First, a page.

Source: University of Chicago Magazine
The Latke-Hamantash Debate has been a University of Chicago tradition since 1946. UChicago faculty members apply the knowledge and tools of their disciplines to resolve this age-old question in an evening of fun and frivolity! Past participants have included Nobel Prize winners and University presidents. Join us in Mandel Hall for yet another attempt to resolve this question once and for all. Attendance typically soars above 1,000 so come early for good seats!
As usual, we will have a post-debate reception in Hutchinson Commons where you can taste latkes and hamantashen and decide for yourself! ($5)
This year's debate is brought to you by the brothers of the Alpha Epsilon Pi fraternity. AEPi is the International Jewish fraternity with hundreds of chapters across five countries. The debate is supported by the Spiritual Life Office at Rockefeller Chapel and Campus and Student Life, along with Jewish community organizations on campus.
A big thanks to everyone who volunteered their time and resources to make this event happen!
Support our philanthropic efforts at AEPi.org.
Time & Location
7:30 PM February 12, 2013
Doors open at 7:00 PM
Admittance is free
and seats are first-come, first-served
Mandel Hall, Reynold's Club
1131 East 57th Street, Chicago, IL
Taste the contenders (latkes and hamantashen) and decide for yourself!
Parking is available in the North Campus Ramp on 55th St/Ellis Ave. Street parking is limited and not guaranteed.
The University of Chicago is serviced by CTA busses 2, 6, X28, and 55. The 55th/56th/57th St Metra Electric stop is also within walking distance of the University.
Latkes are shallow-fried pancakes of grated or ground potato, flour, and egg. They are traditionally eaten during the festival of Hanukkah. The oil for cooking the latkes is symbolic of the oil from the Hanukkah story that kept the menorah in the Second Temple of ancient Israel lit with a long-lasting flame that is celebrated as a miracle.
Hamantashen are filled, triangular-shaped cookies or pastries. The shape is achieved by folding in the sides of a circular piece of dough, with a filling placed in the center. It is traditionally eaten during the holiday of Purim. Hamantashen are made with many different fillings, including the traditional poppy seeds, prunes, nuts, dates, apricots, apples, fruit preserves, cherries, and chocolate.
Philosophy · Moderator
Ted Cohen is Professor in Philosophy, the College, the Committee on Art and Design, and the Committee on General Studies in the Humanities. He received his A.B. from the University of Chicago in 1962, the Ph.D. from Harvard in 1972, and has taught at the University of Chicago since 1967. Cohen works mainly in the philosophy of art. Among his recent publications are the book Jokes, and the essays, "Identifying with Metaphor," "Metaphor, Feeling, and Narrative," and "Three Problems in Kant's Aesthetics."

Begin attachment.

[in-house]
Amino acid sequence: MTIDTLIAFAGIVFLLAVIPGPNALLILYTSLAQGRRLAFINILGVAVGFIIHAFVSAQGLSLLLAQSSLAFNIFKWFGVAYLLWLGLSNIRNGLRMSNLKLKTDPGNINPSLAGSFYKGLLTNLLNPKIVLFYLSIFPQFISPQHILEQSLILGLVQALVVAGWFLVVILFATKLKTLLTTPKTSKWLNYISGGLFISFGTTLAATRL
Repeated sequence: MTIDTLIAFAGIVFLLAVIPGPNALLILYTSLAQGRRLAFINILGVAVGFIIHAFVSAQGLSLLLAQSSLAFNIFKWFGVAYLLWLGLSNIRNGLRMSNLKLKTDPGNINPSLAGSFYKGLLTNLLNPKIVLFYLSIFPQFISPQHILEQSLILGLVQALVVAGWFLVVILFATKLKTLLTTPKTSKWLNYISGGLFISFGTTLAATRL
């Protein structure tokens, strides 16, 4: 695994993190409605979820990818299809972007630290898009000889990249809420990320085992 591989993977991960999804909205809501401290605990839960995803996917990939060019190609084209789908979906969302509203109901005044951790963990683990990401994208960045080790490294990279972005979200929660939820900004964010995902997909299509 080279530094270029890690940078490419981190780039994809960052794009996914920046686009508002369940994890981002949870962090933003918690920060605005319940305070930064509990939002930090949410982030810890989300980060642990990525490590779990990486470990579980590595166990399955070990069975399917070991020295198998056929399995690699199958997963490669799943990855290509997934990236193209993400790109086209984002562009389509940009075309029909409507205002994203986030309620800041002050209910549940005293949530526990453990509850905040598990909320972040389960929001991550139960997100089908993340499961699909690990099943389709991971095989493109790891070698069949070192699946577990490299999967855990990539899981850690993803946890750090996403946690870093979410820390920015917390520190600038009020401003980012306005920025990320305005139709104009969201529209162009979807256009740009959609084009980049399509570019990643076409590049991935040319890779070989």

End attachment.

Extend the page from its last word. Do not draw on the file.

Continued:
Human Rights Program · Latkes
Susan Gzesh is the Executive Director of the Human Rights Program, a position she has held since August 2001, and a Senior Lecturer in the College. She teaches courses on contemporary issues in human rights (including the prohibition on torture, women's rights, and labor rights), the comparative human rights of aliens and citizens, human rights in Mexico and Latin America, and in the College Social Sciences core. Her research interests include the inter-relationship between human rights and migration policy, the history of U.S. immigration policy, and Mexico-U.S. relations. In addition to teaching, she directs a broad range of activities in the Human Rights Program including an internship program, public events, and a project on human rights curriculum in liberal arts education, funded by the Teagle Foundation.
Economics · Latkes
E. (Eric) Glen Weyl is an Assistant Professor in the Department of Economics and the College, a member of the Chicago Center for Jewish Studies and of the Committee on Conceptual and Historical Studies of Science and an affiliate of the Center for Latin American Studies all at the University of Chicago. He was valedictorian of Princeton University's 2007 class, receiving an AB in economics, followed by an MA and PhD in 2008. He then spent three years as a Junior Fellow at the Harvard Society of Fellows. Outside his academic life, Glen serves on the advisory boards of Esopus, an art magazine, and Applico, a mobile strategy firm. He is married to Alisha C. Holland, his sweetheart since their freshman year of college together and a Harvard Ph.D. student in Government.
Law · Hamantashen
Douglas Baird graduated from Stanford Law School in 1979. At Stanford he was elected to the Order of the Coif and served as the Managing Editor of the Stanford Law Review. He received his BA in English summa cum laude from Yale College in 1975. Before joining the faculty in 1980, he was a law clerk to Judge Shirley M. Hufstedler and Judge Dorothy W. Nelson, both of the U.S. Court of Appeals for the Ninth Circuit. Mr. Baird served as Dean of the Law School from 1994 to 1999. His research and teaching interests focus on corporate reorganizations and contracts.